Stephen Ibbotson in the role of “Siegfried,” left, and Lisa Gasteen as “Bruennhilde” practice their roles in Germany in 2001. The opera is one of four parts of the “Ring Cycle.” (JENS MEYER/2001 photo by Associated Press)

Maybe they hum “The Ride of the Valkyries” as they board their planes and trains or put their cars into drive.

Hundreds of Ring lovers, or Ringers for short, begin their pilgrimages to Washington this week, bringing with them their love and knowledge of Richard Wagner’s four-opera “Ring Cycle” to the Kennedy Center Opera House.

Francesca Zambello’s production — dubbed by some the “American Ring” for its use of U.S. geography and myth — is the first complete cycle ever performed by the Washington National Opera (WNO). It has attracted fans from 45 states, the District and Puerto Rico, as well as at least a dozen countries, including Ireland, Japan, Australia and Argentina.

David Hughes is flying from Albuquerque for the occasion. He searches for words to describe the Cult of the Ring and his fascination with the 19th-century epic.

“Wagner people are kind of, I don’t know, obsessive? Loyal? Fanatic?” the retired attorney said. “Most people don’t really regard six hours of singing in German as a fun evening. Wagner people look around and wish we could figure out a way to make it last longer.”

Opera companies count on the production to bring in new audiences, and the WNO has not been disappointed. About 26 percent of all tickets have been purchased by individuals who live outside the Washington-Virginia-Maryland area, WNO officials said. There are six tour groups and a large contingent from San Francisco, where the production was performed to much critical acclaim in 2011.

Many Ringers have been all over the world, to London and Los Angeles, Berlin and Bangkok and to Bayreuth, Germany, host of an annual festival of Wagner operas. Audiences at Seattle Opera’s 2013 Ring came from all 50 states, officials said. Thirty-four percent of their American ticket-buyers were from outside Washington state, while 8 percent came from other countries.

Like fans of car shows and Comic-Con, Ringers enjoy the immersive nature of the event. They revel in a community of like-minded fans willing to debate the voices, the production choices, the conductor’s chops. Because full cycles are rare — the WNO’s is the only one produced in the United States this year — they happily travel to get their fix.

“It’s fun to go and have people who are simpatico,” said Ira Barrows, who will be in D.C. with his wife, Carol, later this month. “We make a lot of friends with Wagner.”

The strangers in the next seats are likely to be friends by week’s end, say the couple from Hershey, Pa., and everyone has an opinion. “ ‘Oh, you should have seen so-and-so,’ someone will say. ‘Oh, we’ve only heard the recording,’ ” Ira Barrows said, recounting the conversations. “People remember things like when so-and-so had to substitute at the last minute and wasn’t that great?”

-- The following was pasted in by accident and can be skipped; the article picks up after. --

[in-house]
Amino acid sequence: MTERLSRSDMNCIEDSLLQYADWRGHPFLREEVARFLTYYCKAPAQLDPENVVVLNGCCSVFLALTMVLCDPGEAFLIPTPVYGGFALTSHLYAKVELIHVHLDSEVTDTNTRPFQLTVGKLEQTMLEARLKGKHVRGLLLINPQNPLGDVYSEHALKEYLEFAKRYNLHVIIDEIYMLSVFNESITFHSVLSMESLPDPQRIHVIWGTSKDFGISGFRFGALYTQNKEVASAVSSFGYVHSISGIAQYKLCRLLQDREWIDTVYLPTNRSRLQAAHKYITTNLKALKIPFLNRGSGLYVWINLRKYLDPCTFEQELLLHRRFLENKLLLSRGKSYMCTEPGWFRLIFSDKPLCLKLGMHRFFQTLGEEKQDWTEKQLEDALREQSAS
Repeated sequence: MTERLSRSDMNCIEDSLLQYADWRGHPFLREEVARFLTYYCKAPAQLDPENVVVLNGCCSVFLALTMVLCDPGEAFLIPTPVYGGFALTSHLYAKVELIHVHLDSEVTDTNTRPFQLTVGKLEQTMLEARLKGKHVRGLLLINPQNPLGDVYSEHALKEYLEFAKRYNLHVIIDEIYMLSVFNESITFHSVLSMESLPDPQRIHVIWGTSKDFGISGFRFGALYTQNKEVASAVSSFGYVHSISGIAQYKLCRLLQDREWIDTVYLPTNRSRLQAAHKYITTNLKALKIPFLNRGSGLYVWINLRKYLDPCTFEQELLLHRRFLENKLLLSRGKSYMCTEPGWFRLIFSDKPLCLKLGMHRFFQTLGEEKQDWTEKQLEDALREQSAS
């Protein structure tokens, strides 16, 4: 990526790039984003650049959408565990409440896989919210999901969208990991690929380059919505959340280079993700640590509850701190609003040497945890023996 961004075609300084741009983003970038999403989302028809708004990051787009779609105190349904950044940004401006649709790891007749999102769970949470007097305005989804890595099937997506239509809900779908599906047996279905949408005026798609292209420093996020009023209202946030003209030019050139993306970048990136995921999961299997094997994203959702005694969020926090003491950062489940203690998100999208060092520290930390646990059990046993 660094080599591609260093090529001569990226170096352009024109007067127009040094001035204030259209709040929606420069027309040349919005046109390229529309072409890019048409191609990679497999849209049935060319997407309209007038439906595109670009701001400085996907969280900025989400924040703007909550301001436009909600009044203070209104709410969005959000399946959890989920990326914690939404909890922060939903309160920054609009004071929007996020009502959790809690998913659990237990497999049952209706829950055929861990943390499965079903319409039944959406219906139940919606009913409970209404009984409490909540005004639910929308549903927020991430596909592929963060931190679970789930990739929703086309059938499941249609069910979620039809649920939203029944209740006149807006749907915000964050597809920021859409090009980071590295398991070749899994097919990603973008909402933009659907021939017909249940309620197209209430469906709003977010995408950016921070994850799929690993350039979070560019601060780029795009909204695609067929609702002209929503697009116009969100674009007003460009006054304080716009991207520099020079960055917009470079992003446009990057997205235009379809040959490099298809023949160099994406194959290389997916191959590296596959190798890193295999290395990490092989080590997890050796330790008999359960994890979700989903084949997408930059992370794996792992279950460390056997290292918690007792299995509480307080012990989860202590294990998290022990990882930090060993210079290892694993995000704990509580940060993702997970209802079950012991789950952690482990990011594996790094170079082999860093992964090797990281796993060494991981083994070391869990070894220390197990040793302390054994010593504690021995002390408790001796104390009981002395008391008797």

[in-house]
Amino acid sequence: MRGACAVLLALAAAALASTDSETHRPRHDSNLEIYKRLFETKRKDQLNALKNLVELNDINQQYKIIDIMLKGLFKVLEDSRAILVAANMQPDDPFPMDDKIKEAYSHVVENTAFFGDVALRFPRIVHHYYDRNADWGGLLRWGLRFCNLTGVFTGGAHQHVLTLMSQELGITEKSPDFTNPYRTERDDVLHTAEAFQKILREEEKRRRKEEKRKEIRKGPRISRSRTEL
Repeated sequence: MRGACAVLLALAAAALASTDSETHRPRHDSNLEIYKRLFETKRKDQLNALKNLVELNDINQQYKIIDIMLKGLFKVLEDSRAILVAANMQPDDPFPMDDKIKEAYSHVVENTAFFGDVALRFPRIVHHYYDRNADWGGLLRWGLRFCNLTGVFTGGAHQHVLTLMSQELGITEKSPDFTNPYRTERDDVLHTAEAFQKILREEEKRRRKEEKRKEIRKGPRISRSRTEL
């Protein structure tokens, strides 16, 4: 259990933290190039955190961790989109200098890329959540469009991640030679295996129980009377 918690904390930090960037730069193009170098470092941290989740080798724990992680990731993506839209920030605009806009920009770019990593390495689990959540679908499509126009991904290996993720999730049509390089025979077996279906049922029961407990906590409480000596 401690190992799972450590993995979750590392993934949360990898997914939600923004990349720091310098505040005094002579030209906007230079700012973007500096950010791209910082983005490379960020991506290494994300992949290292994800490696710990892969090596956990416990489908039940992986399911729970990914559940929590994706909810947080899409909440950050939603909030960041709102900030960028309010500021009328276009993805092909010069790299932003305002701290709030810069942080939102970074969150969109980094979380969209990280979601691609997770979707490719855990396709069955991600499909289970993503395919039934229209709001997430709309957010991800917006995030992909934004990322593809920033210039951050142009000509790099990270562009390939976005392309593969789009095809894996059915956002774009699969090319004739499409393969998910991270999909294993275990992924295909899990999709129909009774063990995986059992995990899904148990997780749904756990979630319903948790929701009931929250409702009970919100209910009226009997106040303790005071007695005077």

Ringers are also attracted to the many changes and interpretations made by different creative teams. “Part of [the attraction] is the rarity,” said Marc A. Scorca, president and chief executive of Opera America. “But there are so many layers of interpretation and analysis. There is always curiosity to see how [the Ring] will be interpreted.”

And there’s a credibility factor, too. The sheer size of the undertaking can resemble a marathon or mountain climb, Scorca said. “It’s a real achievement,” he said. “I don’t think people hang banners,” but “I’m sure they’re talking about the pride they feel in being in a company that has done a Ring cycle.”

New York resident Ako Imamura calls her 30-year fascination with the Ring “a wonderful addiction.” Imamura attended her first cycle at the Met in 1987; her first international trip was to Vienna in 2010. In all, she says she’s seen the Ring at least 30 times. She has three scheduled for next year. “Either you can’t get into it, or once you’re into it you can’t escape it,” Imamura said.

Hughes is surprised by the reaction he sometimes gets about his Wagnerian obsession. People have long loved to take a deep dive into something, whether that means seeing a favorite rock group multiple nights in a row (we’re looking at you, Springsteen fans) or binge-watching a TV series.

“It’s a continuing story . . . and when you see it over the course of a week or 10 days it’s more complete,” he said.

The mythic story of love, jealousy and revenge is another draw, since they are “all the things that people relate to in real life,” he said.

Pop culture hasn’t always been kind to Wagner or the Ring, promoting images of large women in horned helmets or Elmer Fudd — in such a helmet — chasing Bugs Bunny. (Remember “kill da wabbit”?) Hughes just shrugs.

“It’s a different form of music,” he said. “We’re sort of like Deadheads. We travel all over the world, but the T-shirts aren’t as good.”